Super sell: Professor discusses how Bowl ads got to be such a big deal BY CINDY STAUFFER, Staff Writer
We are on the brink of Super Bowl Sunday and many of us are talking not about the Baltimore Ravens or the San Francisco 49ers, but the commercials.
You probably already have heard about a few: the VW ad featuring the Minnesota guy who talks with a Jamaican accent; the Taco Bell one with grandpa on the motorized wheelchair speeding down the football field in an empty stadium; the Mercedes-Benz commercial featuring model Kate Upton getting a football team to wash a car for her.
At a cost of nearly $4 million for 30 seconds of air time, the ads are a good investment, particularly if they are well done, says Bill Dorman, a Millersville University professor in the communications and theater department.
More than 179 million people are expected to tune in to the Super Bowl. That's a lot of eyeballs, many of which are more focused on the ads than the actual game.
How do commercials end up (sometimes) eclipsing the year's biggest football game? Why are we so transfixed by the ads? Which ones will be the talk of the town Monday morning?
Dorman has lots of ideas.
1. How long have Super Bowl ads been a big deal?
Probably from a sports history standpoint, the largest media event started as the result of (New York Jets quarterback) Joe Namath. He was from the number-one media market and, in 1969, he guaranteed a win.
That drew a lot of attention, and then it became like the auto industry's September, when they used to unveil their cars. The Super Bowl became the place to unveil your ads.
2. Why are the commercials as big a deal as the game to some people?
For non-football people, if you're going to have to sit in front of that stupid TV for four hours, you're going to have the ads to watch.
I go to a Super Bowl party every year and the room gets absolutely silent during the commercials. You don't need to be quiet to watch the game, but you want to hear and watch the ads.
I refer to it as the club. If you were in the "Sex and the City" club, you go to your meeting every week so when your members get together tomorrow, you can talk about what happened. It's one of the largest TV audiences of the year, and one of the last things you would want to do is say, "I didn't watch."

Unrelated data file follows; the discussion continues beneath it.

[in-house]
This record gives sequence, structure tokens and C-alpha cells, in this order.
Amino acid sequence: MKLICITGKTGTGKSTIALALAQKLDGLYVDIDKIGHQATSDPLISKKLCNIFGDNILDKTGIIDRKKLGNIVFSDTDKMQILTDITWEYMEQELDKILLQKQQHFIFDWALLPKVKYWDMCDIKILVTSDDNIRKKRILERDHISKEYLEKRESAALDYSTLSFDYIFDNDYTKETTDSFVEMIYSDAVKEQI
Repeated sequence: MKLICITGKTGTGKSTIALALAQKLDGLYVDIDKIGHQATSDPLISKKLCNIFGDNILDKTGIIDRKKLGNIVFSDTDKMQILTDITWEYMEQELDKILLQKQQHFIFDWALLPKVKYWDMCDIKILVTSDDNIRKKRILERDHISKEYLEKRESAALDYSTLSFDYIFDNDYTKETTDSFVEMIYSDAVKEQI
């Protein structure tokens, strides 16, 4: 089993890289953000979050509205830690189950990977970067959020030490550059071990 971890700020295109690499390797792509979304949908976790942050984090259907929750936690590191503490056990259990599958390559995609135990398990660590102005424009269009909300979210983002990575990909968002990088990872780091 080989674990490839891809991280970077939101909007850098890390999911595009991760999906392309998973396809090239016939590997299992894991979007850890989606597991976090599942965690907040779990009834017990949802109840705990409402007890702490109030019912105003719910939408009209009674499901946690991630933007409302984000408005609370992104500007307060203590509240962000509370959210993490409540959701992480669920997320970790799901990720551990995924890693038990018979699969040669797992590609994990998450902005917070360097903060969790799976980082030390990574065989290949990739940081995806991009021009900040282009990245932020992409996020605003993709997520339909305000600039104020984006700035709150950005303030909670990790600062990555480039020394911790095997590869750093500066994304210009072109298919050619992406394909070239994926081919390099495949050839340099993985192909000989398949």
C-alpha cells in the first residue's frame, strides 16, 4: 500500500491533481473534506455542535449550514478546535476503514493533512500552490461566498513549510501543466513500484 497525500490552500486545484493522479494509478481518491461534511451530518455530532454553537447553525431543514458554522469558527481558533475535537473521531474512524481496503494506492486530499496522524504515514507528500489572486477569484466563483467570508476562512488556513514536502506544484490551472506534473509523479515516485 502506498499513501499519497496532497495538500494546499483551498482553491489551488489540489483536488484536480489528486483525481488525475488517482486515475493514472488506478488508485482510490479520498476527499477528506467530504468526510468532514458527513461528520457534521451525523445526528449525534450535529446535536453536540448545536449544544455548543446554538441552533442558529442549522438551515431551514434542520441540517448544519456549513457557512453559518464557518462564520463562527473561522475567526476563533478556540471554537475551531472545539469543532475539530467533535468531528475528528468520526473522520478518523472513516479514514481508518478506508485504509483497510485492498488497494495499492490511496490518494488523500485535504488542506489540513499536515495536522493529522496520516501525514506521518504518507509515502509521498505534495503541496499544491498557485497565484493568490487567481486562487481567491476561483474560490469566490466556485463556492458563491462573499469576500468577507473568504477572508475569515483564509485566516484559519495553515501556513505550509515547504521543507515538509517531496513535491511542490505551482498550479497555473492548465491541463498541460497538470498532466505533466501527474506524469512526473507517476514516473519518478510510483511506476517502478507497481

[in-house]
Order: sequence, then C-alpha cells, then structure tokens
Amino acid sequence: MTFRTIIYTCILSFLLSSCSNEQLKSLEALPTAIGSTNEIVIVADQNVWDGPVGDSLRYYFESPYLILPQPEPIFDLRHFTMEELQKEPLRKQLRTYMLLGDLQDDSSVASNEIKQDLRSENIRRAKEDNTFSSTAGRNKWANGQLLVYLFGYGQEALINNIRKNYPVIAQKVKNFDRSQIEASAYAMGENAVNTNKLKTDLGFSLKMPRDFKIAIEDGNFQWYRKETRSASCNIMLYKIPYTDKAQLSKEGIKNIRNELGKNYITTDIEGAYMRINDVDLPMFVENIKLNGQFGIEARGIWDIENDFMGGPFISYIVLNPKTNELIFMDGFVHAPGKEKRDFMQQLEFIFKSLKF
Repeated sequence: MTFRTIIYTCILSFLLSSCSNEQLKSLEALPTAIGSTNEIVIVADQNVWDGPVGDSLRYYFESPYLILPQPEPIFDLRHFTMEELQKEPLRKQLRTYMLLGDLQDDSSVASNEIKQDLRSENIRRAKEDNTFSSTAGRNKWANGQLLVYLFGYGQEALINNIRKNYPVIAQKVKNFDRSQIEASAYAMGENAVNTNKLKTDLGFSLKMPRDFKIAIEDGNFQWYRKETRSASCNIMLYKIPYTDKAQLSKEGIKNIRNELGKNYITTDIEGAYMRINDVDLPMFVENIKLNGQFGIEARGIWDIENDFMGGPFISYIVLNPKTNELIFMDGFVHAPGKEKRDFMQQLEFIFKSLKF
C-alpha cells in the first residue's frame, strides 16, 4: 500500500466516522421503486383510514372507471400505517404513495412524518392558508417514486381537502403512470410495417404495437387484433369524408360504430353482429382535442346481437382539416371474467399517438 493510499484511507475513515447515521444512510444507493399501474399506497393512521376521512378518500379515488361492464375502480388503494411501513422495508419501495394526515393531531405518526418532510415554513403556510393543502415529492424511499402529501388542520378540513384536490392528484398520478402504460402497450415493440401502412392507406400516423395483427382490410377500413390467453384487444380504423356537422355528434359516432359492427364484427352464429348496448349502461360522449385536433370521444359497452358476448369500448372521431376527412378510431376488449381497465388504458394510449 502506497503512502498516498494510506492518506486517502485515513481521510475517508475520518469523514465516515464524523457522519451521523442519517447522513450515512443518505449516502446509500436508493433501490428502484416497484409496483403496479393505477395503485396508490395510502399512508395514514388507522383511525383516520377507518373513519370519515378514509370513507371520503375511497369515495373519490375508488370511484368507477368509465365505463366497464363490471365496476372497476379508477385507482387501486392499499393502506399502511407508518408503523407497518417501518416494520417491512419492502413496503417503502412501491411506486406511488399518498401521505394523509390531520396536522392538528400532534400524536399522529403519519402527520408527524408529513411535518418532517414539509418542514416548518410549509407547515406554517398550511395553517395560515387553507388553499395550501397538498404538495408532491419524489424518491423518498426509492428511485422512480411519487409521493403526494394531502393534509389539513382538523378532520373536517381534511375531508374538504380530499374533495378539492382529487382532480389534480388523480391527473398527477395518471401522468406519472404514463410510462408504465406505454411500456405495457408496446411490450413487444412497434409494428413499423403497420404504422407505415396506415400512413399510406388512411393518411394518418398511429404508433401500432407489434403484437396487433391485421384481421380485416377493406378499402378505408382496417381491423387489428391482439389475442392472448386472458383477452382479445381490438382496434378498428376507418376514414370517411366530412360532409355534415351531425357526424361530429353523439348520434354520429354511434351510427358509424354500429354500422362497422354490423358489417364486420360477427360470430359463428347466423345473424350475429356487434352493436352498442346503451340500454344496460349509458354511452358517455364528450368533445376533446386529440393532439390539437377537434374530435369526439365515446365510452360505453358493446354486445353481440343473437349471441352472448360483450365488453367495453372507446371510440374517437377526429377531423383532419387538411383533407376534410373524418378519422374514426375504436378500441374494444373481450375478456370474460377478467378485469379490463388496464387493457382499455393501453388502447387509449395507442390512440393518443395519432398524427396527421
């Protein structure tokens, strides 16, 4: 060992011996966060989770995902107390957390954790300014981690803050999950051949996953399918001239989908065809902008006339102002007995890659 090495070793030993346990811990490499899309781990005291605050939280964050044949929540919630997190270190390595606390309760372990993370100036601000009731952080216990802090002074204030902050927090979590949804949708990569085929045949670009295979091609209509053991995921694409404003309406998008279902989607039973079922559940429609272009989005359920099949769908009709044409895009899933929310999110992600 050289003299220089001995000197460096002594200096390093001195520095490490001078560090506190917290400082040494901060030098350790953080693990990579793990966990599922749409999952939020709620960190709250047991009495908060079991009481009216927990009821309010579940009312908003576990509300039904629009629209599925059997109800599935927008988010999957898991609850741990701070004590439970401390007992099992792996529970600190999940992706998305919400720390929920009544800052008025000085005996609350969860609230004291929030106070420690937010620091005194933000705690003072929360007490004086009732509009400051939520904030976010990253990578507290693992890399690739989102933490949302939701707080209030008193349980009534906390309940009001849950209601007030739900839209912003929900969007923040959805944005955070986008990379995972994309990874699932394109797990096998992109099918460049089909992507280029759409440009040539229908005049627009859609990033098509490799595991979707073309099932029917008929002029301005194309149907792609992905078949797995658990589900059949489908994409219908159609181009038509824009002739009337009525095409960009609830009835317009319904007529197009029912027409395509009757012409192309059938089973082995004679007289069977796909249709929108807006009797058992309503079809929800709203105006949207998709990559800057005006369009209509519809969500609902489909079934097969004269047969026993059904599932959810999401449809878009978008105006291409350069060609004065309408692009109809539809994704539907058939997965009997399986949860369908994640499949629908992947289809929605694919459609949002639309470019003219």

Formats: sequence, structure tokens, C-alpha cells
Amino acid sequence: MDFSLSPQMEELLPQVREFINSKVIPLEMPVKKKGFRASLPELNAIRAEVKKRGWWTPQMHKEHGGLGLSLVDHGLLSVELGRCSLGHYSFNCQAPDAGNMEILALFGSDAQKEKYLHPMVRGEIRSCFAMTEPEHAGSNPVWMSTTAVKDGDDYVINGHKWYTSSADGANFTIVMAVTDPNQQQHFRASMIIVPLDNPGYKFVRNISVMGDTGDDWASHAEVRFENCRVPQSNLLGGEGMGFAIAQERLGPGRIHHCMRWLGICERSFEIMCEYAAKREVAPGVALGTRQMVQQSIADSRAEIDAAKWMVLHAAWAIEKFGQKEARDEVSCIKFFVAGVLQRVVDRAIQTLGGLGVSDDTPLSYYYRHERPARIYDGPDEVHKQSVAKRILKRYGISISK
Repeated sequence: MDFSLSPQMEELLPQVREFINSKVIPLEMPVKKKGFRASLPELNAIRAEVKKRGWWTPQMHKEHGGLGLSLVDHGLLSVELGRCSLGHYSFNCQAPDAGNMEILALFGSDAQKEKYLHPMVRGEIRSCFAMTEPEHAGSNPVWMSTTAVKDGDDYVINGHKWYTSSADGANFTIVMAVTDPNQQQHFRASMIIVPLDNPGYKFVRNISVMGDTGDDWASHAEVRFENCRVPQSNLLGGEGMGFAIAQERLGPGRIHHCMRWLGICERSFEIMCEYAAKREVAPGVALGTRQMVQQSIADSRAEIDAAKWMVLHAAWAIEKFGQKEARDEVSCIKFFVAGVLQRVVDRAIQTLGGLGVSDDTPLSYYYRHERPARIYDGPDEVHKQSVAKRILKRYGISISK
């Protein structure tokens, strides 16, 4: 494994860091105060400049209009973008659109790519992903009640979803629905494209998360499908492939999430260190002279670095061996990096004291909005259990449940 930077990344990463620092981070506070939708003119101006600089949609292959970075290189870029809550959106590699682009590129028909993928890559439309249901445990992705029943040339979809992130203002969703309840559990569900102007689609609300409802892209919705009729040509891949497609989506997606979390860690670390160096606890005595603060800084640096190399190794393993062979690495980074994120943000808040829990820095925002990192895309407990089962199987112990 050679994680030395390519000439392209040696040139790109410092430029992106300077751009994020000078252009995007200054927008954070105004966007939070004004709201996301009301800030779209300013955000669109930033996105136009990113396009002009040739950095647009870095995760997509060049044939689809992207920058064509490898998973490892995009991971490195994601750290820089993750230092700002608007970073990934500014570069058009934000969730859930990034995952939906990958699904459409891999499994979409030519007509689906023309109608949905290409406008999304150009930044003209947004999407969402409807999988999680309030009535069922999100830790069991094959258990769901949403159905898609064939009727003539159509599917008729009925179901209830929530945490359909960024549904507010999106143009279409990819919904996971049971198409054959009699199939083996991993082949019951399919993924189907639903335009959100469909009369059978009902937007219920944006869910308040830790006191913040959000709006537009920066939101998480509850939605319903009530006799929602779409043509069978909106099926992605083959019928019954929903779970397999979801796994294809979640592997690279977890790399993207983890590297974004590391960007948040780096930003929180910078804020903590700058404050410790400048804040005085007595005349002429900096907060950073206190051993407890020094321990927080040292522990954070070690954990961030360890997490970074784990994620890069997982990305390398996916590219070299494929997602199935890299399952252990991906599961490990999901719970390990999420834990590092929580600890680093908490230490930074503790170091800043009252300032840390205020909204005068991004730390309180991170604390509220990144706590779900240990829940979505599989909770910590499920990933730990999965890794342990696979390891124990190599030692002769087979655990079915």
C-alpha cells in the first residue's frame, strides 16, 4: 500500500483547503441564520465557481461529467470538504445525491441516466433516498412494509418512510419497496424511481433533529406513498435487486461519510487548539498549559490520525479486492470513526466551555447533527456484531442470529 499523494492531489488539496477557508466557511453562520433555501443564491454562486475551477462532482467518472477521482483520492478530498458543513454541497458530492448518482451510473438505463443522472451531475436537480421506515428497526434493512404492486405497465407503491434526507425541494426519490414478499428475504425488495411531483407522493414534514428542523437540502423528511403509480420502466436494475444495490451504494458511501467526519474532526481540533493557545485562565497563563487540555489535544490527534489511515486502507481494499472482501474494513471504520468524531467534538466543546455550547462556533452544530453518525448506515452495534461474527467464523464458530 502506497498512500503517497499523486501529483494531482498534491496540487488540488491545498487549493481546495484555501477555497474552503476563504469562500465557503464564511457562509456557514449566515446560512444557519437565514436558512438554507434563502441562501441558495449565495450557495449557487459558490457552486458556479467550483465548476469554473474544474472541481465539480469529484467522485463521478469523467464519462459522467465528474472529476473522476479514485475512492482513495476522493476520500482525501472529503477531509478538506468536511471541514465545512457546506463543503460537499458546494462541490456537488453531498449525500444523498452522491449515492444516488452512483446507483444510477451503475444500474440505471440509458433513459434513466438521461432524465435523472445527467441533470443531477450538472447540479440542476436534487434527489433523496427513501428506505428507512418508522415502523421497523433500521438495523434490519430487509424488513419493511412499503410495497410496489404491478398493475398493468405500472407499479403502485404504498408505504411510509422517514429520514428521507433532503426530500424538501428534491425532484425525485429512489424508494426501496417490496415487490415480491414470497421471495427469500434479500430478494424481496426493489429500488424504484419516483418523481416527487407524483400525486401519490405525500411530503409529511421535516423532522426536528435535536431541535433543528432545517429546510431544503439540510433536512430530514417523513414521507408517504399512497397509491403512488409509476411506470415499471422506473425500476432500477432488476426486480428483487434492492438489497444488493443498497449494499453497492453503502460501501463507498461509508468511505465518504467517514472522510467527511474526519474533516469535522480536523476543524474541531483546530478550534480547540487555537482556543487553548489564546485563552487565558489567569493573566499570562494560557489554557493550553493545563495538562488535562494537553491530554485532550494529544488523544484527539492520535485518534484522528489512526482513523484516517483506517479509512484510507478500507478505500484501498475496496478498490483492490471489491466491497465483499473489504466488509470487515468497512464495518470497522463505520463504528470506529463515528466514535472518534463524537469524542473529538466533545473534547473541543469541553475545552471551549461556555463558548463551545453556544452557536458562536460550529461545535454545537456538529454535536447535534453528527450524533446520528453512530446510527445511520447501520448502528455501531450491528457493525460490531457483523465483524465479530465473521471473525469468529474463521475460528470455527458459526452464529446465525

3. Do the recent teasers on the Internet and social media detract from the ads by taking away the surprise of seeing them for the first time during the game?
Television always has been terrible at keeping secrets, with the exception of some events you and I could think of, like who shot J.R.
Most of the time there is a real comfort level in familiarity. The Road Runner is not going to get caught, so why do we watch it for five minutes?
There is a huge number of people who will know everything that is going to be on. It doesn't matter.
It's more important that they've seen it so they can turn to their friend and say, "Hey, watch this. He's going to do this. I know. I'm an insider. I'm a source and an expert, and you should listen to what I know about this."
4. What ads have caught your attention this year?
I'm going to be really interested to see the fallout from the Volkswagen ad. The guy is very Caucasian but speaks with a Jamaican accent ... I'm very interested to see the cultural dynamic.
Are people going to be insulted? Are they making fun of people from (pick one)?
They made it provocative for a reason.
5. What are the winners and losers from past years?
I like the Budweiser ads with the Clydesdales, picking on personalities. The coke ad with Mean Joe Greene and the remake, where the form became part of the message. We're making fun of ourselves then.
I can't think of a bomb. I know there have been a couple that just didn't work, but they don't come to mind, which is probably the best testament that they didn't work. A really bad ad I remember, and that means it still worked.